November 12, 2014 at 5:00 am ET
This week the 113th Congress will reconvene for a short lame-duck session to complete work on pending matters and organize for the 114th Congress. While the most pressing matter is the need to fund the Federal government, there is one additional item that I believe is deserving of legislative action – the SGR or as it is commonly referred to, the “doc-fix.”
We all know the script. Unless Congress acts by some date in the near future, payments to Medicare participating physicians will be cut by 20-plus percent and access to physician services for seniors, the disabled and military families will be jeopardized. Any additional cuts to physician payments, which are already irresponsibly below actual costs, would force an economic reaction by physicians and physician groups and that reaction would not be positive for our nations Medicare beneficiaries. Very few people argue the validity of these arguments and neither does Congress.
Each year (sometimes more than once per year), for the past 12 years, Congress has intervened to prevent dramatic cuts in Medicare payments, thus preserving access to care for seniors and other beneficiaries. The most recent intervention took place in March. In total, there have been 17 “doc-fixes” at a cumulative cost of $169.5 billion. It is time for Congress to exile this flawed policy from our national health policy conversation once and for all. It is time that we move forward with our eyes cast on what is possible in health care policy unburdened by a failed 1997 policy that has haunted our progress for almost 20 years.
Earlier this year, a bipartisan, bicameral bill was produced and approved by the Finance, Ways & Means and Energy & Commerce Committees. To quote Will Farrell in Old School, “it was glorious.” Every physician organization in the country endorsed the bill and optimism grew that we were close to ridding the Medicare program of this failed policy. While there was a valiant effort made to pass the legislation earlier this year, the conversation around how to pay for the legislation precluded definitive action and Congress passed another short-term bill preventing any cuts until March 31, 2015.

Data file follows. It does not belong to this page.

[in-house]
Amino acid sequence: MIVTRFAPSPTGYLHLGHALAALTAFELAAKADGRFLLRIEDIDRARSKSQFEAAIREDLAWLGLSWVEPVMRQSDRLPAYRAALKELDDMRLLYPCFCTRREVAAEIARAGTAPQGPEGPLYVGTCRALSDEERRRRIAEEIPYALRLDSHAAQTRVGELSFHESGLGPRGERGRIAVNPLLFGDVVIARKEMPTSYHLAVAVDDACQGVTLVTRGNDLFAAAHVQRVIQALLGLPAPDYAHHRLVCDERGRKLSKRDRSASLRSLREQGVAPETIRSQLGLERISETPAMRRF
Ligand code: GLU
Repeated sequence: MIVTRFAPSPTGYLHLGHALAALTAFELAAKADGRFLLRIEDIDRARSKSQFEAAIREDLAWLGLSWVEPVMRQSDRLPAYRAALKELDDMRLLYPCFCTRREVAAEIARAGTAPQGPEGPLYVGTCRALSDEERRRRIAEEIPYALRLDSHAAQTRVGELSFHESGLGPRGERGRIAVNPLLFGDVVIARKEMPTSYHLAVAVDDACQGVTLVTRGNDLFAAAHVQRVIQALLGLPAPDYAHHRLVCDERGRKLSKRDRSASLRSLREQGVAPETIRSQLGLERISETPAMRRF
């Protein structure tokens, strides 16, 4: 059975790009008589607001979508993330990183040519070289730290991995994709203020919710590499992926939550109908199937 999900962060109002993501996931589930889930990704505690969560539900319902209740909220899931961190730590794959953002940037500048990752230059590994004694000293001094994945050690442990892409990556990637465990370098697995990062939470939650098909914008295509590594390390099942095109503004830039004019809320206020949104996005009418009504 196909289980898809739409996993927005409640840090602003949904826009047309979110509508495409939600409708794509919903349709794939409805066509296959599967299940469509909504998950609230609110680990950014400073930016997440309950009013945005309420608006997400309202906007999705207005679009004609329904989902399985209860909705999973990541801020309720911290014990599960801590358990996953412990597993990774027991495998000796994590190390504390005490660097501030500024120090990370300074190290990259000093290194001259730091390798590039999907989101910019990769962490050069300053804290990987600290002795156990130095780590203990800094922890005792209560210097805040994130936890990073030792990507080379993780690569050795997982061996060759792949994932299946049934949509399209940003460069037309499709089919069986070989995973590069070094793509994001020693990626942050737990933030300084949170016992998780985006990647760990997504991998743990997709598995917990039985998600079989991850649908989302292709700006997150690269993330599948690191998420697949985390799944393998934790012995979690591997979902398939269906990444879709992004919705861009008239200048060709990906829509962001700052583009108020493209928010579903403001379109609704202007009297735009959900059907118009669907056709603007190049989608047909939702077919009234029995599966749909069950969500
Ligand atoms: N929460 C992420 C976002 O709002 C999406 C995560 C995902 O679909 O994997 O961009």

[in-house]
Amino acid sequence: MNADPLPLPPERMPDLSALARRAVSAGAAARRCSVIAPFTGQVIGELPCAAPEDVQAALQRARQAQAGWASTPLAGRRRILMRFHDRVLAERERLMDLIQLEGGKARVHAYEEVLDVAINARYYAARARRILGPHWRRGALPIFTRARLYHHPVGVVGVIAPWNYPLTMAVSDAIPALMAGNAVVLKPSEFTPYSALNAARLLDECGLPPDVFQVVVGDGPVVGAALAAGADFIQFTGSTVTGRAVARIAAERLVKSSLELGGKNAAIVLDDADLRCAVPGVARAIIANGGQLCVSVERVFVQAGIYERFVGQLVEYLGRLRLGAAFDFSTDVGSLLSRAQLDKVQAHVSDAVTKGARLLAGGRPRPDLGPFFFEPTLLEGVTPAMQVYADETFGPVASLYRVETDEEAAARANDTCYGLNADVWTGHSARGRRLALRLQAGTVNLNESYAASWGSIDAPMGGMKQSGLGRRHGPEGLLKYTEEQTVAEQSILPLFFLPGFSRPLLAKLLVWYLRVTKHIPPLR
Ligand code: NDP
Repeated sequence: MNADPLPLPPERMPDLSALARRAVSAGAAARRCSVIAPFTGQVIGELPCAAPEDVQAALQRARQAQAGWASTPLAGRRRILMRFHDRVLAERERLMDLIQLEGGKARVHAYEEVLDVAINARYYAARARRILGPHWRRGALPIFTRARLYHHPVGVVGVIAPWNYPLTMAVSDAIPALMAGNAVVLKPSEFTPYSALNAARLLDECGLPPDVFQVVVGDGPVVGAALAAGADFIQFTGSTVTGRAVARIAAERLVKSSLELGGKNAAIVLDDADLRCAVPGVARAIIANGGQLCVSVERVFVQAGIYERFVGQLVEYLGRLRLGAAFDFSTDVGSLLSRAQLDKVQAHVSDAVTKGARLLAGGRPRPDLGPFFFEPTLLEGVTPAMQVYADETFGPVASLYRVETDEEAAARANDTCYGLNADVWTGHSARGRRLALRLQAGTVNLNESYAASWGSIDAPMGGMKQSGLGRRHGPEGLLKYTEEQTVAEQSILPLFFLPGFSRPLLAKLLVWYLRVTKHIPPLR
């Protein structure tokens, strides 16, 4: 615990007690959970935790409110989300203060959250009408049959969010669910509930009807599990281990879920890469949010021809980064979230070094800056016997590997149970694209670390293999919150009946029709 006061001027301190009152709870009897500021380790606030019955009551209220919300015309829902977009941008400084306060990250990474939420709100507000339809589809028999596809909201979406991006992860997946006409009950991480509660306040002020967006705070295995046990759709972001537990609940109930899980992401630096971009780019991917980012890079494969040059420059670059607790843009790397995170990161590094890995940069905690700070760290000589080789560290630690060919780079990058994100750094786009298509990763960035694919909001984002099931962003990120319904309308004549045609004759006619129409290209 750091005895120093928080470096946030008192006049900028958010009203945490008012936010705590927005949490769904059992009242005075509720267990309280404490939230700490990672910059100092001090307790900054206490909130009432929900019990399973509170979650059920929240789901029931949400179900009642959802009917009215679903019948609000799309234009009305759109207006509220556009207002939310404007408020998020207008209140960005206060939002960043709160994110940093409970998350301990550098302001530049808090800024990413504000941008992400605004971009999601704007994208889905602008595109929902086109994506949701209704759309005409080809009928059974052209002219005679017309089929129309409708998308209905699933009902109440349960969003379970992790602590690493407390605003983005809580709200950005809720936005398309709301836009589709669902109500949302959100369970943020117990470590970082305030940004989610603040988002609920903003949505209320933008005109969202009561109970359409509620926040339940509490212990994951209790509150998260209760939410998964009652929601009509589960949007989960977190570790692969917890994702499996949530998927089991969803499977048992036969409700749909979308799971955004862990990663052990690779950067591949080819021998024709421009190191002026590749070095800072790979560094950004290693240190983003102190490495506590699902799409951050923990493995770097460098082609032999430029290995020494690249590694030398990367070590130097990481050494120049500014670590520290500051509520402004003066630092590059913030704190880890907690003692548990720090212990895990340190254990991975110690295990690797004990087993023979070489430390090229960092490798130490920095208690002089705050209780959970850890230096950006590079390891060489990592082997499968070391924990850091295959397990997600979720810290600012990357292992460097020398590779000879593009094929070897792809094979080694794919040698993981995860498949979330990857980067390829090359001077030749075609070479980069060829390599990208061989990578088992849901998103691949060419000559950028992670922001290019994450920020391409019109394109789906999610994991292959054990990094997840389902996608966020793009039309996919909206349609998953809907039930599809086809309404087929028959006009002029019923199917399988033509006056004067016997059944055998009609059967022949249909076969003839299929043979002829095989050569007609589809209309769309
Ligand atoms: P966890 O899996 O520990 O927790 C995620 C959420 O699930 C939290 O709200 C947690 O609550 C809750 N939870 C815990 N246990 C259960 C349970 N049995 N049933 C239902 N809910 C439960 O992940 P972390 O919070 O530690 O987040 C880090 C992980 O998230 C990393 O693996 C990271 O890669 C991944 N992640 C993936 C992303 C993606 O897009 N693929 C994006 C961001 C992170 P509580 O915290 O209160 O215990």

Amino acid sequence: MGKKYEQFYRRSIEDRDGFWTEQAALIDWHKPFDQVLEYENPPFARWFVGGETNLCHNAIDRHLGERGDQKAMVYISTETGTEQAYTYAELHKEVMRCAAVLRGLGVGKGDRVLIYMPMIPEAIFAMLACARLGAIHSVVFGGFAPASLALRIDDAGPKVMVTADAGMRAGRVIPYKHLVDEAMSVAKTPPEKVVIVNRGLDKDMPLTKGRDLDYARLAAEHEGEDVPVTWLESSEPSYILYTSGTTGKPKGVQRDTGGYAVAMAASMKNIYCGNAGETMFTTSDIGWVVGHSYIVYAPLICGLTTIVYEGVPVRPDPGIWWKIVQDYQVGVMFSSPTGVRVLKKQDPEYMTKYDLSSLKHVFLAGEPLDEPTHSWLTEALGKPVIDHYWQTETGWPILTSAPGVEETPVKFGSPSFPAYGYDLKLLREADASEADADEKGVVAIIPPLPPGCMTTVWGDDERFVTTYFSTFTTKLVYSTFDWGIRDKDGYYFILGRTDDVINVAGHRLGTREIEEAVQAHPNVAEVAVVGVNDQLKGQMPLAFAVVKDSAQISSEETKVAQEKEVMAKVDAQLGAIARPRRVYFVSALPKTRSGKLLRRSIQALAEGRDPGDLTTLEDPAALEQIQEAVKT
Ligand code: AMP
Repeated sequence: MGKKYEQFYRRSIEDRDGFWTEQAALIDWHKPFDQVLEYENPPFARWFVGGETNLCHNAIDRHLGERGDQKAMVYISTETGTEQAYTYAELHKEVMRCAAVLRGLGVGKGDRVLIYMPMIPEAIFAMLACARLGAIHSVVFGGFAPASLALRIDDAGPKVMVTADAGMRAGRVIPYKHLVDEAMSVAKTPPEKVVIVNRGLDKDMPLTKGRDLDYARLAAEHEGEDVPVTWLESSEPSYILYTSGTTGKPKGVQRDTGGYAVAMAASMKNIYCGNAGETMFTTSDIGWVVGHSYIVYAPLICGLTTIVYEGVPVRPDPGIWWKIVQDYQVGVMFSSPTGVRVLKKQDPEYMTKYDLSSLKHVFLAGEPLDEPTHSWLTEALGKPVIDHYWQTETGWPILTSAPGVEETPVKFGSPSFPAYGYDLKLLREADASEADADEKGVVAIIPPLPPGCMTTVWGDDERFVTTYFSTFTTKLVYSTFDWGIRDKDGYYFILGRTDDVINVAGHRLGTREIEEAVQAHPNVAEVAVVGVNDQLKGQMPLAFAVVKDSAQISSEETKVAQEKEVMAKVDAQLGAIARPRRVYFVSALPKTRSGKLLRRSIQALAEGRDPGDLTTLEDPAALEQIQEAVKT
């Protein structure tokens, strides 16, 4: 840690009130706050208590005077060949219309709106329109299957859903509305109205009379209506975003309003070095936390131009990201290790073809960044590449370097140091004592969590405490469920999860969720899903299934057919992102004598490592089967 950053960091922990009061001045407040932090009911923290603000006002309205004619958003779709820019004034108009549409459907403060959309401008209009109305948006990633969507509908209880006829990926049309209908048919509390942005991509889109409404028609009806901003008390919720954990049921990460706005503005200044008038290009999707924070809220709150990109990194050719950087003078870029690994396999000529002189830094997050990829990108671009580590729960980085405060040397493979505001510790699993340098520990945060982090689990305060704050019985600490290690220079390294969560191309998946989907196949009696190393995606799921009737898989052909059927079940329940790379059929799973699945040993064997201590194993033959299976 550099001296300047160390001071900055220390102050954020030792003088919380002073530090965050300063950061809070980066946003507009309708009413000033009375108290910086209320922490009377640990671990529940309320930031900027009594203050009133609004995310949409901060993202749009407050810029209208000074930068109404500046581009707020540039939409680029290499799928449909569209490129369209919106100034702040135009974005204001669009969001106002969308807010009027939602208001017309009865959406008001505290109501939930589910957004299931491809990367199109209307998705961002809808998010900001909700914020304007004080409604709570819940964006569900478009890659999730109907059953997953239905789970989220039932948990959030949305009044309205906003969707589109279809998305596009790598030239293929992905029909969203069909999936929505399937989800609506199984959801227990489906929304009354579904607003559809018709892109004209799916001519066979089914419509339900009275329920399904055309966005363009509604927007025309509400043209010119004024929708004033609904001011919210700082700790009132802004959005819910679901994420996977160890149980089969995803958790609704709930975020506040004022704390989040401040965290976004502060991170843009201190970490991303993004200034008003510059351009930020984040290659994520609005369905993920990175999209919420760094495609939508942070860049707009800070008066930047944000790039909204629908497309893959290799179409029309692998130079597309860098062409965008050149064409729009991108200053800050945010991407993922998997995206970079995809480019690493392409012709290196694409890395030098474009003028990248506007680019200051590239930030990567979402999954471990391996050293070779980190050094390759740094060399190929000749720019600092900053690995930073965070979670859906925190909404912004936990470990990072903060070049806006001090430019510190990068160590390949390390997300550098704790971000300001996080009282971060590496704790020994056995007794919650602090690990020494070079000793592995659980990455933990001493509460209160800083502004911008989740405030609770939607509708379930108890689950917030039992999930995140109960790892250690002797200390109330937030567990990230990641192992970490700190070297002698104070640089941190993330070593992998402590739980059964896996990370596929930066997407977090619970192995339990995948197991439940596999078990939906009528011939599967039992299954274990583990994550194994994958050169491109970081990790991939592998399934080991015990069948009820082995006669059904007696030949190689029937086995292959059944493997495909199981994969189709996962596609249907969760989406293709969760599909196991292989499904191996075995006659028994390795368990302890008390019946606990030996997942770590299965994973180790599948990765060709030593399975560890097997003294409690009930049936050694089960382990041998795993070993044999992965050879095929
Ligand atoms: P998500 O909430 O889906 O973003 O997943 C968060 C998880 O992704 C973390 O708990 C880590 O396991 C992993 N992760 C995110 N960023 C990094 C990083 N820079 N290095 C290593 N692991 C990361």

But, why should we wait until March to revisit this issue? There are 4 compelling reasons why Congress should act during the lame-duck:
So, here we are. We have a bipartisan, bicameral bill authored by the Chairmen and Ranking Members of the Committees of jurisdiction that is supported by all of organized medicine. The cost of repeal and reform is at an all-time low and is less than the cumulative cost of Congressional action over the past 12 years. The election is over and there is a growing desire to address this issue in the lame-duck session which was demonstrated in recent letters from the House Doctors Caucus, the Pennsylvania Congressional Delegation, and a letter signed by over 100 Members of the House. The reasons to pass the legislation in the next few weeks far outweigh the reason not to. So, to quote Eminem, “if you had one shot, or one opportunity….would you capture it or just let it slip?”
R. Shawn Martin is vice president of Practice Advancement & Advocacy at American Academy of Family Physicians.